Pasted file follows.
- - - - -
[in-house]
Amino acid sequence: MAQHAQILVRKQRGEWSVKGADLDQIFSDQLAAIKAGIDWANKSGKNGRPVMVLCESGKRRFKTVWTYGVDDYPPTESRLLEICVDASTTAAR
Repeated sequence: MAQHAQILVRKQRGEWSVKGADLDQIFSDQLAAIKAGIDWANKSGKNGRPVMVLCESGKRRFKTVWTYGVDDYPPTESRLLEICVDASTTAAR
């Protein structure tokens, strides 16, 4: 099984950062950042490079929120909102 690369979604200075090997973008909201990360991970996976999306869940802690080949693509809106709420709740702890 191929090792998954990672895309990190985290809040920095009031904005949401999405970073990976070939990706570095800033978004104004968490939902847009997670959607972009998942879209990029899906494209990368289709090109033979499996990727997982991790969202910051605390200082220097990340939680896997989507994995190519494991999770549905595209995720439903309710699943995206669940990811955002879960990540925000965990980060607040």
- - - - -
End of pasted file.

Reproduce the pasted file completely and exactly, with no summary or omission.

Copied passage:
[in-house]
Amino acid sequence: MAQHAQILVRKQRGEWSVKGADLDQIFSDQLAAIKAGIDWANKSGKNGRPVMVLCESGKRRFKTVWTYGVDDYPPTESRLLEICVDASTTAAR
Repeated sequence: MAQHAQILVRKQRGEWSVKGADLDQIFSDQLAAIKAGIDWANKSGKNGRPVMVLCESGKRRFKTVWTYGVDDYPPTESRLLEICVDASTTAAR
């Protein structure tokens, strides 16, 4: 099984950062950042490079929120909102 690369979604200075090997973008909201990360991970996976999306869940802690080949693509809106709420709740702890 191929090792998954990672895309990190985290809040920095009031904005949401999405970073990976070939990706570095800033978004104004968490939902847009997670959607972009998942879209990029899906494209990368289709090109033979499996990727997982991790969202910051605390200082220097990340939680896997989507994995190519494991999770549905595209995720439903309710699943995206669940990811955002879960990540925000965990980060607040």